Edition of 5. Richard Gray Gallery

Simply Choose an Algorithm

“A team of technologists working with Microsoft and others have produced a 3D-printed painting in the style of Dutch master Rembrandt. The portrait was created after existing works by the artist were analysed by a computer.

“A new work was then designed to look as much like a Rembrandt as possible – while remaining an original portrait. It was then 3D-printed to give it the same texture as an oil painting.

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“We really wanted to understand what makes a face look like a Rembrandt,” Emmanuel Flores, director of technology for the project, told the BBC.

“After they had been digitally tagged by humans, data on Rembrandt’s paintings was gathered by computers which discovered patterns in how the Dutch master would, for example, characteristically shape a subject’s eyes in his portraits.

“Then, machine-learning algorithms were developed which could output a new portrait mirroring Rembrandt’s style.

“To limit the many possible results to a specific type of individual, the computer was asked to produce a portrait of a Caucasian male between the ages of 30 and 40, with facial hair, wearing black clothes with a white collar and a hat, facing to the right. “We found that with certain variations in the algorithm, for example, the hair might be distributed in different ways,” explained Mr Flores.

“But humans didn’t decide the final look and feel of the final portrait – they simply chose algorithms based on their efficiency and let the computer come up with the finished result.

Text: Computer paints ‘new Rembrandt’ after old works analysis, BBC News

Image: Rembrandt van Rijn, Self-Portrait, c. 1636-38, Dutch, 1606-1669. Oil on panel
panel: 24-7/8 x 19-7/8 in. (63.2 x 50.5 cm); framed: 32-1/2 x 27-1/2 in. (82.6 x 69.9 cm)
The Norton Simon Foundation © The Norton Simon Foundation

“A research panel has exposed 50 paintings as falsely attributed to Rembrandt van Rijn, the 17th-century Dutch master, the group announced Friday. Among the exposed paintings are a 1637 portrait of Rembrandt, on display in the Norton-Simon Museum in Pasadena, Calif., and the 1635 “Landscape with Carriage,” owned by the Wallace Collection in London.The Norton-Simon Museum acquired the portrait, which the panel attributes to Rembrandt contemporary Carel Fabritius, for about $3.8 million in 1969, the Amsterdam newspaper Het Parool reported. A spokeswoman with the Norton-Simon Museum said the museum was unshaken by the finding and the portrait would remain on exhibit. “We are going to leave the Rembrandt on display. We don’t endorse the methods of the research project,” said Vicky Rogers, reading from a prepared statement.”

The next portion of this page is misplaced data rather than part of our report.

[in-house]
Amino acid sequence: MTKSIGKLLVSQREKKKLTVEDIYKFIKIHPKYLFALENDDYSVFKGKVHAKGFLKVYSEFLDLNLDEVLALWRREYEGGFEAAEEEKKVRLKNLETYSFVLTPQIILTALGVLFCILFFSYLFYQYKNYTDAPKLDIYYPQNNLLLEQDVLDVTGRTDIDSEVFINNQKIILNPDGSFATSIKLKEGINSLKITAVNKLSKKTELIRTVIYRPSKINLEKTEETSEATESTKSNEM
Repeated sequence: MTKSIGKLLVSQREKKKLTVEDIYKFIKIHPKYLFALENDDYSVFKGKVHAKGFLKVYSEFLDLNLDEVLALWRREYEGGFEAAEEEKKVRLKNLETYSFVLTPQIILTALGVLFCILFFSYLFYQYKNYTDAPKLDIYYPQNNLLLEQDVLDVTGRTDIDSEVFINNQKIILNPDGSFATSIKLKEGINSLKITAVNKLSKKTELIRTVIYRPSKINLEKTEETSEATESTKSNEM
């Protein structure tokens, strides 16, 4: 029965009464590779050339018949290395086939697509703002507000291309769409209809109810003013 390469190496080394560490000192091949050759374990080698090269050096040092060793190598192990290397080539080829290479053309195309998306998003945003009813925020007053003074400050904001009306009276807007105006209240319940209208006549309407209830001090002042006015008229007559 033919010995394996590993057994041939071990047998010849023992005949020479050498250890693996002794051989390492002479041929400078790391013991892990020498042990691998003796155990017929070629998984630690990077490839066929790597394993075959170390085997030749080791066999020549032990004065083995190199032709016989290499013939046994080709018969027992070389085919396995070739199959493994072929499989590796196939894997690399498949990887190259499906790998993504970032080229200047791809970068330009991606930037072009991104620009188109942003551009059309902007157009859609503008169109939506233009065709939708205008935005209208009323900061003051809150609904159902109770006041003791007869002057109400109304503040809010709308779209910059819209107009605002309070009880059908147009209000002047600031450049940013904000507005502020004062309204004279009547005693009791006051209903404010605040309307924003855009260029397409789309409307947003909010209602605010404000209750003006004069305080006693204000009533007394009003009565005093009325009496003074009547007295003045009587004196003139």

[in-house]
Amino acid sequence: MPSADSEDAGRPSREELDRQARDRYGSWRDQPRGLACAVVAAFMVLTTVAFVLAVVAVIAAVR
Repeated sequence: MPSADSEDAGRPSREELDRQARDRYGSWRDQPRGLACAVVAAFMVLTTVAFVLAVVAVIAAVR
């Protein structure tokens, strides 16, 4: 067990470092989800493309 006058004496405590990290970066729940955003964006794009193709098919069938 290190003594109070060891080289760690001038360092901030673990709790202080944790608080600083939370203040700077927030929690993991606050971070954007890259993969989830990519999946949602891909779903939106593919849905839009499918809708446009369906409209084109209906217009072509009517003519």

Beyond the Reach of Archaeology

“In English, the word “apocalypse”—ety. Greek, n. apo (un-) + kaluptein (-veil)—has three non-exclusive meanings. The first and most common is simply the end of the world, whether by divine punishment or whatever transpires in movies directed by Roland Emmerich. The second is any form of calamity, representational or real, man-made or no, that resembles the end of the world, like the 2010 Haitian earthquake, Chernobyl, or the movies directed by Roland Emmerich themselves. The third is what the Greeks intended apocalypse to mean: the revelation of knowledge through profound disruption, which is why the final book of the New Testament is called “Revelations” (composed, it is thought, to reassure Christians during their widespread persecution by the Roman emperor, Domitian). In other words, the apocalypse either is the end, looks like the end, or helps us understand the end.

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“Like books, movies, and the visual arts, video games are well acquainted with the apocalypse. Scores of them have been set in the final days of mankind; countless more ask the player to prevent them. Yet, as mere setting, the apocalypse can never be true to its name—when Mass Effect 3 ends and the galaxy has been saved/altered/destroyed, you can always boot up the series’s first act and play it all again. The finale is not the end. In the curious lexicon of games criticism, we often speak of “world-building,” yet rarely do we stop to think about its opposite. Anything made can be destroyed, yet destruction in games is rarely the destruction of games. What masterpiece of eschatological design could possibly convey the all-encompassing, crushing finality of a true apocalypse?

“Since the 1990s, when the rise of reliable home Internet access made persistent game worlds both commercially and technically viable, the game industry has developed over 300 massively multiplayer online games, some gargantuan (The Old Republic, etc.) and others slight, like the thoughtful browser-based government simulator NationStates. The majority of MMOs, of course, don’t experience the runaway success of World of Warcraft or EVE Online and eventually adopt a free-to-play model once it becomes clear that subscriptions alone can’t sustain ongoing costs. But a smaller number—44, if Wikipedia is to be believed—have shut down, and with their closure, their persistent worlds simply phase out of existence, beyond the reach of any archaeology….”

Text: Will Partin, When a Video-Game World Ends, The Atlantic

Image: Kazimir Malevich, Black Circle, 1915.